Molecular genetic testing. If the pathogenic variants have been identified in the family, prenatal diagnosis for pregnancies at increased risk may be a available from a laboratory offering testing for the gene of interest or custom testing.

Preimplantation genetic diagnosis may be an option for some families in which the pathogenic variants have been identified.


GeneReviews staff has selected the following disease-specific and/or umbrella support organizations and/or registries for the benefit of individuals with this disorder and their families. GeneReviews is not responsible for the information provided by other organizations. For information on selection criteria, click here.


Treatment of Manifestations

Many of the organic acidemias respond to treatment, and in the neonate especially, early diagnosis and prompt management are essential to a good outcome. The aim of therapy is to restore biochemical and physiologic homeostasis [Acosta & Ryan 1997, Baric et al 1998, Saudubray & Charpentier 2001]. The treatments, while similar in principle, depend on the specific biochemical lesion and are based on the position of the metabolic block and the effects of the toxic compounds. Treatment strategies include the following:

  • Dietary restriction of the precursor amino acids
  • Use of adjunctive compounds to:
    • Dispose of toxic metabolites
    • Increase activity of deficient enzymes

Dietary. Table 2 indicates the amino acids involved in the classic disorders. The use of specific metabolic foods (formulas) deficient in the particular precursor amino acids for each disorder is a critical part of management as it provides the essential amino acids in an otherwise protein-deficient diet.

Adequate calories to inhibit catabolism are supplied as carbohydrate and fat and appropriate protein must be supplied to support anabolism. Total parenteral nutrition has been used during gastrointestinal illness or surgery but must be monitored with careful attention to biochemical parameters.

Adjunctive compounds to dispose of toxic metabolites. Examples include use of thiamine to treat thiamine-responsive MSUD and hydroxocobalamin (but usually not cyanocobalamin) to treat methylmalonic acidemia. For the disorders of propionate metabolism, intermittent administration of non-absorbed antibiotics can reduce the production of propionate by gut bacteria.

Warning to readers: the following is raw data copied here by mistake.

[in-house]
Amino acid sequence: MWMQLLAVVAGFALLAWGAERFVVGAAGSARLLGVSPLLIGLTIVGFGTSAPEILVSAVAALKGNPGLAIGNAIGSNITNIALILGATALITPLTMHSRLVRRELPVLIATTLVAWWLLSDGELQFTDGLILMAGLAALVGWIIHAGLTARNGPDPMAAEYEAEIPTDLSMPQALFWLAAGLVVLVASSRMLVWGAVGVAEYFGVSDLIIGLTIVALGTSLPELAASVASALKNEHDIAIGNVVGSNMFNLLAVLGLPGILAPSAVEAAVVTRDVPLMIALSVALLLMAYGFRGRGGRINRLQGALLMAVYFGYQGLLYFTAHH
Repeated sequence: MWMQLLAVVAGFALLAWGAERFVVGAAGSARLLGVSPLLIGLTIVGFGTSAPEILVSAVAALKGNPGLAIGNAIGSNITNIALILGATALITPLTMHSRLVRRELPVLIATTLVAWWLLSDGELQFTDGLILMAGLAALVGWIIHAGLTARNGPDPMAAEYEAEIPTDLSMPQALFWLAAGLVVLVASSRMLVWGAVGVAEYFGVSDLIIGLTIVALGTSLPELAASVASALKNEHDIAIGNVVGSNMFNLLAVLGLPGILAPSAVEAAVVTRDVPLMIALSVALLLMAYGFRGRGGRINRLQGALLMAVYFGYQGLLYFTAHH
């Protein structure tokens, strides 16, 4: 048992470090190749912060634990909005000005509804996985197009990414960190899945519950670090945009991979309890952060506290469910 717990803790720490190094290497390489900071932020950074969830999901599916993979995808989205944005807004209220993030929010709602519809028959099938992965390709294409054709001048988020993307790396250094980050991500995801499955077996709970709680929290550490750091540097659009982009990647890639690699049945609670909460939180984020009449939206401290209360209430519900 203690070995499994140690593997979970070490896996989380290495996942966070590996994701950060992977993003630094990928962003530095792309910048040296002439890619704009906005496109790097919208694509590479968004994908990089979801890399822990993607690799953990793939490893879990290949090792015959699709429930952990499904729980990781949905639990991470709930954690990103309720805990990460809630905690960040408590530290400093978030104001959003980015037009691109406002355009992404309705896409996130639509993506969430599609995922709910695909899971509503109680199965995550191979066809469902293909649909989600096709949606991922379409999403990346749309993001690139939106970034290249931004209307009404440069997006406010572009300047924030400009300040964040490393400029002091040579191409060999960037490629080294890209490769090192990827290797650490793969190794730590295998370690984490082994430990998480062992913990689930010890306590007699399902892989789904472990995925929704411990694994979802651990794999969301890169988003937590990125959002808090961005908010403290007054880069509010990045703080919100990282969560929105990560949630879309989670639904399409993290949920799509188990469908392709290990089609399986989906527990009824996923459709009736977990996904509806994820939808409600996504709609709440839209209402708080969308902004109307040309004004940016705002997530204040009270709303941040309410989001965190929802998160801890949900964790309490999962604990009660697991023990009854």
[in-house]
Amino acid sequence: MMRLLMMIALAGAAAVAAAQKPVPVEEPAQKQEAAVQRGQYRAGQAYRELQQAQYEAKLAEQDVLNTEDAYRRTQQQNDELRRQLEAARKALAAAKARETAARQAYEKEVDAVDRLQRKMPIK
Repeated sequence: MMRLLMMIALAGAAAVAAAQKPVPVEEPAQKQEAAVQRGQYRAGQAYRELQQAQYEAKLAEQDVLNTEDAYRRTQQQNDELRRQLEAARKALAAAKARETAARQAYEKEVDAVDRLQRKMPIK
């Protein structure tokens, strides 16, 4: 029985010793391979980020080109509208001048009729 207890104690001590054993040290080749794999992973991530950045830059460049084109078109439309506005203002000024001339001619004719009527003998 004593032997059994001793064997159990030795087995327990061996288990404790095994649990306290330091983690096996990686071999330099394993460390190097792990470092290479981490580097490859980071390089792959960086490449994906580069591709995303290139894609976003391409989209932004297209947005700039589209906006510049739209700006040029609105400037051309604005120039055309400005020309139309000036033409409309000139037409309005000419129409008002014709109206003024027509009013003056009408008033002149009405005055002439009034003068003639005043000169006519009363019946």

Long-term care. Ongoing care requires the support of knowledgeable nutritionists and physicians. Frequent monitoring of growth, development, and biochemical parameters is essential. Long-term outcome can be excellent in the organic acidemias. However, appropriate management does not guarantee a good outcome, as individuals affected with an OA are medically fragile [de Baulny et al 2005].

Frequent episodes of decompensation can be devastating to the central nervous system. Any source of catabolic stress, such as vomiting, diarrhea, febrile illness, and decreased oral intake can lead to decompensation, which requires prompt and aggressive intervention. During acute decompensation, treatment strategies are directed toward elimination of the toxic amino acid precursors by restriction of their intake and the use of adjunctive measures such as hemodialysis. During acute decompensation, critical care support is often required, acidosis may need to be corrected, and careful and frequent biochemical monitoring is crucial.

The first episode of decompensation in glutaricacidemia type I (GA I) usually results in severe damage to the basal ganglia with resultant movement disorder. Early diagnosis with aggressive prevention of decompensation can prevent this damage. The pathophysiology may involve acute striatal necrosis; management of acute illness based on a model of stroke-like damage and brain energy deficiency has been advocated [Strauss & Morton 2003].

Early diagnosis of MSUD has a major effect on outcome.

The cblC form of methylmalonic acidemia does not appear to respond well to therapy, even when undertaken early [Rosenblatt et al 1997]. A late-onset form of cblC may respond better to treatment with hydroxocobalamin than the early-onset form [Bodamer et al 2001].